Just weeks after wrapping up a tour centered on music from the seminal album “Pet Sounds,” The Beach Boys’ primary songwriter and mastermind producer Brian Wilson has again hit the road with a new show. Once again accompanied by former Beach Boys bandmates Al Jardine and Blondie Chaplin, Mr. Wilson will make a stop at the Arlington Theatre on September 8 on his “Something Great from ‘68” tour, for a concert focused on material from his former band’s albums “Surf’s Up” and “Friends.”
In an interview with the News-Press, the singer-songwriter said he immediately wanted to get back in front of an audience after he finished touring “Pet Sounds.” While he considers “Pet Sounds” to be his “very best album,” “Surf’s Up” and “Friends” are his two absolute favorites from his career. Particularly fond of the latter, he said “I just that that it was a collection of very cool songs.”
According to the Arlington Theatre’s website, opening for Mr. Wilson on the “Something Great from ‘68” tour is British pop group The Zombies, who were inducted into the Rock and Roll Hall of Fame this year. With all of its original members minus the late guitarist Paul Atkinson, The Zombies will perform its entire classic 1968 album “Odyssey and Oracle,” which includes the hit track “Time of the Season.”
Mr. Wilson said he was “psyched” to tour with The Zombies and described the band’s vocal harmonies as “some of the best harmonies ever.” Known for producing his own share of impeccable vocal harmonies through innovative recording techniques during his long career with The Beach Boys, the 77-year-old said performing live is what he now enjoys the most.
This is a far cry from the Brian Wilson of the mid-60s, who quit performing concerts with The Beach Boys in late 1964 after suffering a panic attack due to the pressures of touring. Of course, he did eventually return to playing live, which he said is now “home” to him. Despite his legendary reputation as a perfectionist in the studio, Mr. Wilson said he never felt it a struggle to replicate his songs in concert. When asked for his favorite song to perform live, without missing a beat he named the lead-off track from “Pet Sounds,” “Wouldn’t It Be Nice.”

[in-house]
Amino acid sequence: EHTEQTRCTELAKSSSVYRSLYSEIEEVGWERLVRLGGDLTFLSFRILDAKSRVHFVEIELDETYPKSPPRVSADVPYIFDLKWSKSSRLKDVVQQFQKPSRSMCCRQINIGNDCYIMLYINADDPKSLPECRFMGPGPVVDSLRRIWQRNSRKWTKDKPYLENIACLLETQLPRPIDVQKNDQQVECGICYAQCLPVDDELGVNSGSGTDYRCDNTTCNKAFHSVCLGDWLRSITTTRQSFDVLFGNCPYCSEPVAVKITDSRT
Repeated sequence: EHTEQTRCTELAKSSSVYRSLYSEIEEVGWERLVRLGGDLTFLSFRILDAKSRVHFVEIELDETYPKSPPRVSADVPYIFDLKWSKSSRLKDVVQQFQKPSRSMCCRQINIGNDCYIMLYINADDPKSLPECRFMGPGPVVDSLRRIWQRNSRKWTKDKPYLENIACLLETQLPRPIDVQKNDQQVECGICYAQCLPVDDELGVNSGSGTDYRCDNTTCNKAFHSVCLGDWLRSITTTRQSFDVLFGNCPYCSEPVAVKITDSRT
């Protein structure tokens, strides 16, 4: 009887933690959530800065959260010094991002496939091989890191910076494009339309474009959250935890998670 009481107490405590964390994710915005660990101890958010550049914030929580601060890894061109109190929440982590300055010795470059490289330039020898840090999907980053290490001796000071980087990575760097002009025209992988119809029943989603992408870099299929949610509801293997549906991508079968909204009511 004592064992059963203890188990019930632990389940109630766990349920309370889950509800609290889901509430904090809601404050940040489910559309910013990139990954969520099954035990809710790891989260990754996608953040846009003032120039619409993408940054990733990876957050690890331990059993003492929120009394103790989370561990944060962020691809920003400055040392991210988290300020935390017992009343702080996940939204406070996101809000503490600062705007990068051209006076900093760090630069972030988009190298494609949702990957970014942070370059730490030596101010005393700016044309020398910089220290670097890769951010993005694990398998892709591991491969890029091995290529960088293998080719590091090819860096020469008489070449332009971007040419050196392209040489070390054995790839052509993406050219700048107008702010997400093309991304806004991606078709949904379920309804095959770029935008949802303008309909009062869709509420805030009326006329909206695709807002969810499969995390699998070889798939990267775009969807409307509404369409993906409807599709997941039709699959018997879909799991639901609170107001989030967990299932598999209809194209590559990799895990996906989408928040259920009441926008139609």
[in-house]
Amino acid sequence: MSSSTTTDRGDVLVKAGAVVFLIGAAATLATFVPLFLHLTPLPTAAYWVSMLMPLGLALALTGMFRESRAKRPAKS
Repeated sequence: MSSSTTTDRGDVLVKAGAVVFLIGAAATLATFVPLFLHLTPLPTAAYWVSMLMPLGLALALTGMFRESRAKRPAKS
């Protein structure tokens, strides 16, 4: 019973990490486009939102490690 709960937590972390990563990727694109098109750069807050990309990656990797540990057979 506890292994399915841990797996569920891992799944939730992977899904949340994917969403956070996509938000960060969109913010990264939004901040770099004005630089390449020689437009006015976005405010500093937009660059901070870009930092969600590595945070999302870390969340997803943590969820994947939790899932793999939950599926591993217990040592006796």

Unlike his earlier tour, during which he performed “Pet Sounds” from beginning to end, Mr. Wilson will not be playing “Surf’s Up” or “Friends” in their entirety, but will instead mix up those records’ songs with other Beach Boys hits and deep cuts. Personnel holdovers from the last tour include Blondie Chaplin, who joined The Beach Boys in the early 1970s, and Al Jardine, who along with Mr. Wilson, Mr. Wilson’s late brothers Carl and Dennis Wilson, and the Wilsons’ cousin Mike Love, founded the Beach Boys in 1961.
Mr. Wilson said he and Mr. Jardine never dreamed that they’d both be playing music together more than fifty years after they formed the band. Between the two of them, Mr. Wilson’s touring outfit contains more original members than the group that currently tours as The Beach Boys, in which Mr. Love is the only founding member. When asked how he feels about this, Mr. Wilson didn’t express ire at the arrangement and praised his former bandmate’s vocal ability.
“I’m proud of Mike because he’s a good singer,” Mr. Wilson said.
In 2012, the remaining original members along with David Marks and Bruce Johnston, who both joined The Beach Boys after its founding, reunited for a 50th anniversary tour and that year released an album of new material, “That’s Why God Made the Radio.”
When asked if there’s a chance such a reunion could happen again, Mr. Wilson dashed the hopes of many Beach Boys fans.
“Not at all,” he retorted.